Some cutting-edge physics is involved in the very core of the plot, so I deem important that it is explained in a non-condescending way to the non-specialist reader. But doing it properly is far from trivial. The second and third chapter, in particular, have quite some physics in them.
In retrospect, I am afraid that this comes too early in the plot and may turn the majority of readers away; maybe introducing that kind of information later or more gradually would have been more strategical; on the other hand, it came quite natural to use the trick of making the reader learn those facts at the same time as the protagonist (who is a physics student at the time narrated in those two chapters, as it is realistic to assume that he learns about all that exactly in that part of the story.)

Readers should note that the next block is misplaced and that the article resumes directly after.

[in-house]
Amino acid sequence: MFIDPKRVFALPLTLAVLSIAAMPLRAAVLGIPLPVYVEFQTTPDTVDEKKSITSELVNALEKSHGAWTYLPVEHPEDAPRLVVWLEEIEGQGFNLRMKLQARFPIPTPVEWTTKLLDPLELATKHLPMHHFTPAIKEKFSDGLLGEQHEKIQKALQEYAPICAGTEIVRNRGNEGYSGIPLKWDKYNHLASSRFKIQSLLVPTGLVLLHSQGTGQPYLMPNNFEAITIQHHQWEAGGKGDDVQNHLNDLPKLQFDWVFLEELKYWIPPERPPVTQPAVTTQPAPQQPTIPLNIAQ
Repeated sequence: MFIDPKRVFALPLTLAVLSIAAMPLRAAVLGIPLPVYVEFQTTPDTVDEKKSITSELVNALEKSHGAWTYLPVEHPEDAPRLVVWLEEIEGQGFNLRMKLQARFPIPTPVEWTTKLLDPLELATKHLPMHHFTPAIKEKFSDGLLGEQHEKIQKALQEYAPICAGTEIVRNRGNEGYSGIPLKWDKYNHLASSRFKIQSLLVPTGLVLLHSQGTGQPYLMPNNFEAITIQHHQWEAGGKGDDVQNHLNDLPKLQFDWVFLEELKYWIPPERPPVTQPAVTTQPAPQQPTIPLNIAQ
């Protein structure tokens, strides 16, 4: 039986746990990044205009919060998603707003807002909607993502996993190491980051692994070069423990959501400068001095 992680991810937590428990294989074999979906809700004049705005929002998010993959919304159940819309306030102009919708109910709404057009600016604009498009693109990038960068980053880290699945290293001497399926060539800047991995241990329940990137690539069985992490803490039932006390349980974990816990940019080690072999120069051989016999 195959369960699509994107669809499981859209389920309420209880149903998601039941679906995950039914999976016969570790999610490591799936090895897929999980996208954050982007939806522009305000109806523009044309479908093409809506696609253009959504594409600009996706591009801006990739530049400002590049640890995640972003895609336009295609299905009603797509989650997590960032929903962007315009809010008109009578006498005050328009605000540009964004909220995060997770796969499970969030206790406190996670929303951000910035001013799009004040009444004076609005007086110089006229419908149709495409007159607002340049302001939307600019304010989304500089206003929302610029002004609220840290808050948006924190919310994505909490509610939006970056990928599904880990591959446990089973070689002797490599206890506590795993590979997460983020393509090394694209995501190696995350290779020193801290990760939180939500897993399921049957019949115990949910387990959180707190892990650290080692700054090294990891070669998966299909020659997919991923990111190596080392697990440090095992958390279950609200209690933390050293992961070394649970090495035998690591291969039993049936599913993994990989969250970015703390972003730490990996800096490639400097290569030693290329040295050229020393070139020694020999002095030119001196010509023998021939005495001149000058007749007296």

Language and jargon: as said above, I chose to write in Italian, as it is my native language. In the process, I realized with a certain shock that my mastery of this language has degraded significantly since I left the country. Of course, my vocabulary is still way richer in Italian than in the other two languages I speak, and I can thus access more shades of meaning, therefore conveying more subtle information to the reader (e.g., in the dialogues I try to adapt the vocabulary of a character to his or her academic or social status). I try to minimize physics jargon in the text, with the exception of dialogues between scientists, which would not be realistic if not peppered by jargon and English words (even when a corresponding Italian term is available and equally short). In real life, this attitude is correlated with age, so I am trying to pay attention to that, too (an undergraduate student may still say “refuso”, but anyone else at later academic stages would definitely use “typo”.)